Application of iterative robust model-based optimal experimental design for the calibration of biocatalytic models
Research output: Contribution to journal › Article
The aim of model calibration is to estimate unique parameter values from available experimental data, here applied to a biocatalytic process. The traditional approach of first gathering data followed by performing a model calibration is inefficient, since the information gathered during experimentation is not actively used to optimize the experimental design. By applying an iterative robust model-based optimal experimental design, the limited amount of data collected is used to design additional informative experiments. The algorithm is used here to calibrate the initial reaction rate of an ω-transaminase catalyzed reaction in a more accurate way. The parameter confidence region estimated from the Fisher Information Matrix is compared with the likelihood confidence region, which is not only more accurate but also a computationally more expensive method. As a result, an important deviation between both approaches is found, confirming that linearization methods should be applied with care for nonlinear models.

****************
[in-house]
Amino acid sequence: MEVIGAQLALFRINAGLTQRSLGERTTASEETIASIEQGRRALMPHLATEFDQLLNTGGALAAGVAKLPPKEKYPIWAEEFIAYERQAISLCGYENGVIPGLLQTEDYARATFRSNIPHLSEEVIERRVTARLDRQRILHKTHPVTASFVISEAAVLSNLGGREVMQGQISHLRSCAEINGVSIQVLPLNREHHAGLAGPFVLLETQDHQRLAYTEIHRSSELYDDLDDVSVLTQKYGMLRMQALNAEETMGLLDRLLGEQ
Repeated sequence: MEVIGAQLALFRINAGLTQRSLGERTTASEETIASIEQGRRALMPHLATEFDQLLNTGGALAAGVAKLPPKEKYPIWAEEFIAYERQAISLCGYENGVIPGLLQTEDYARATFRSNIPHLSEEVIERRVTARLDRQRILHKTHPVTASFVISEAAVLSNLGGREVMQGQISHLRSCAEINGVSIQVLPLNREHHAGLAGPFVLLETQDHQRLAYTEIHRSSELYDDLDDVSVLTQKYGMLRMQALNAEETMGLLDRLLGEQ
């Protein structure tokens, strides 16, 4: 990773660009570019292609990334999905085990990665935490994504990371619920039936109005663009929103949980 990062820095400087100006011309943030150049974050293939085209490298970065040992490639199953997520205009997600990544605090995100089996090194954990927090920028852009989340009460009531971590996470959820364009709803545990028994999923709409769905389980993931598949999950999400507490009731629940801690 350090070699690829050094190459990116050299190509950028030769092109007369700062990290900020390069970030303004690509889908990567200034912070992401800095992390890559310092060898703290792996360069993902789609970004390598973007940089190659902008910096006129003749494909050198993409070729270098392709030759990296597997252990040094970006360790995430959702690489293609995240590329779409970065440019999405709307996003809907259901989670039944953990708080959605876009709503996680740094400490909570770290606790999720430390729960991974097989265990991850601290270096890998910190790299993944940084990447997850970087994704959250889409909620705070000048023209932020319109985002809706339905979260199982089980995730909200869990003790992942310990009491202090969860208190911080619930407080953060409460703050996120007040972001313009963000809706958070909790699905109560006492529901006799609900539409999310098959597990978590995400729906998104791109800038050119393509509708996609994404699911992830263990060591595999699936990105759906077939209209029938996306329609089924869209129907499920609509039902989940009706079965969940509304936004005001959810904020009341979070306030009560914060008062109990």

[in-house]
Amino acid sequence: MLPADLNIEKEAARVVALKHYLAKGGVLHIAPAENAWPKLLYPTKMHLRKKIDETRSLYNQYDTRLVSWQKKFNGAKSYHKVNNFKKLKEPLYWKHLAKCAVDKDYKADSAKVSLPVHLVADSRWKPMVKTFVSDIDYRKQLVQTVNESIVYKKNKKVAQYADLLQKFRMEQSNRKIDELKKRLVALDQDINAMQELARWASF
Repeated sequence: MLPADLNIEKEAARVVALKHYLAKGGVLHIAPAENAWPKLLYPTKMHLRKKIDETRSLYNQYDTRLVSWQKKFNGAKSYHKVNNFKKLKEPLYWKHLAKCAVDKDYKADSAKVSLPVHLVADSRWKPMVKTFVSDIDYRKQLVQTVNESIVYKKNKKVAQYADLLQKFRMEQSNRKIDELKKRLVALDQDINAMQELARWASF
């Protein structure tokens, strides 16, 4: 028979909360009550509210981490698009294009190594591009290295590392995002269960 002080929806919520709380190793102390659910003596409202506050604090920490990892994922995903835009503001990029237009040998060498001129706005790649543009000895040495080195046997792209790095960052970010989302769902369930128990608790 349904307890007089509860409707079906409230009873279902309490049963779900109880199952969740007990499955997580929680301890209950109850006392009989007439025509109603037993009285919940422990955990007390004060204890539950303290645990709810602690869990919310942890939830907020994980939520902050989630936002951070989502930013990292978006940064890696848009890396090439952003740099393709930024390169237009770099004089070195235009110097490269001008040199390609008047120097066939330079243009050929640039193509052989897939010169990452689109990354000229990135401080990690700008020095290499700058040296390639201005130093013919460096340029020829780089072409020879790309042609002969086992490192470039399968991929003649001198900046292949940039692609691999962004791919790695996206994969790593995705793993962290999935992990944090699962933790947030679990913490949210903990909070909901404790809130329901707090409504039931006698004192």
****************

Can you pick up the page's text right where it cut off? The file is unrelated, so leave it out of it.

|Research areas and keywords||
Subject classification (UKÄ) – MANDATORY
|Number of pages||16|
|Publication status||Published - 2017 Sep 1|